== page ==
Send to

Choose Destination
See comment in PubMed Commons below
Plant Physiol Biochem. 2005 Jun;43(6):557-66.

Development and composition of the seeds of nine genotypes of the Medicago truncatula species complex.

Author information

  • 1Laboratoire de Biologie des Semences, UMR 204 Inra/Ina-PG, Institut Jean-Pierre Bourgin, Inra, RD10, 78026 Versailles cedex, France.


The seed development and composition of Medicago truncatula Gaertn., the new model plant for grain legumes, was studied using nine genotypes of the species complex: M. truncatula-Medicago littoralis (M. truncatula). The seed development of M. truncatula was very similar to that of other legumes, the only notable exception being the presence, in the mature seed, of an endosperm layer that is absent in grain legumes. During early embryogenesis and until mid-maturation, transient storage of starch occurred in the seed coat and embryo. This temporary storage probably contributed to the early development of the embryo and reserve synthesis. During maturation the synthesis and accumulation of proteins and oil took place at quasi-constant rates. Conversely oligosaccharides, mainly stachyose, were synthesised only during late maturation and at the beginning of desiccation. Proteins represented the major class of storage compounds and their average amino acid composition was found to be very close to that of pea and robust in various environmental conditions. Similar compositions between the two species and other grain legumes were also found for the fatty acids and the soluble sugars; most of these characters varied depending on the various environmental conditions used for seed production. All these similarities fully justify the use of M. truncatula as a model plant for genomic approaches to grain legume improvement. The major difference between M. truncatula seeds and European grain legume seeds resides in the nature of their carbon storage namely triacylglycerides for M. truncatula and starch for pea and faba bean.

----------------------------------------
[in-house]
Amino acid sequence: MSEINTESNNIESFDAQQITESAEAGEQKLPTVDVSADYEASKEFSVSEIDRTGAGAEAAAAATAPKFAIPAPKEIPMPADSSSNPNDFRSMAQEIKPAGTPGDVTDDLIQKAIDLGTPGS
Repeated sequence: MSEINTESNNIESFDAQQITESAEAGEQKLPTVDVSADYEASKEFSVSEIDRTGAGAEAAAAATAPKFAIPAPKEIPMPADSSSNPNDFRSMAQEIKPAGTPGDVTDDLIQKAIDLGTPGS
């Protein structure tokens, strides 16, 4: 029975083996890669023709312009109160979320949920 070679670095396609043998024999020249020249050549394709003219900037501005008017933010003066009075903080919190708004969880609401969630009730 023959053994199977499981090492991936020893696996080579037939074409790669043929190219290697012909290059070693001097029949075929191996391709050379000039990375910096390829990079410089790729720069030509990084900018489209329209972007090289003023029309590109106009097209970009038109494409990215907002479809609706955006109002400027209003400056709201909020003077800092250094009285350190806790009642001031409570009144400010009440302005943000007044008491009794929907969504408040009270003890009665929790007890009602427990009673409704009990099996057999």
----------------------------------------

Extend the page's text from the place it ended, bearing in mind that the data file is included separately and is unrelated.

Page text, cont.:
[PubMed - indexed for MEDLINE]
PubMed Commons home

PubMed Commons

How to join PubMed Commons

    Supplemental Content

    Full text links

    Icon for Elsevier Science
    Loading ...
    Write to the Help Desk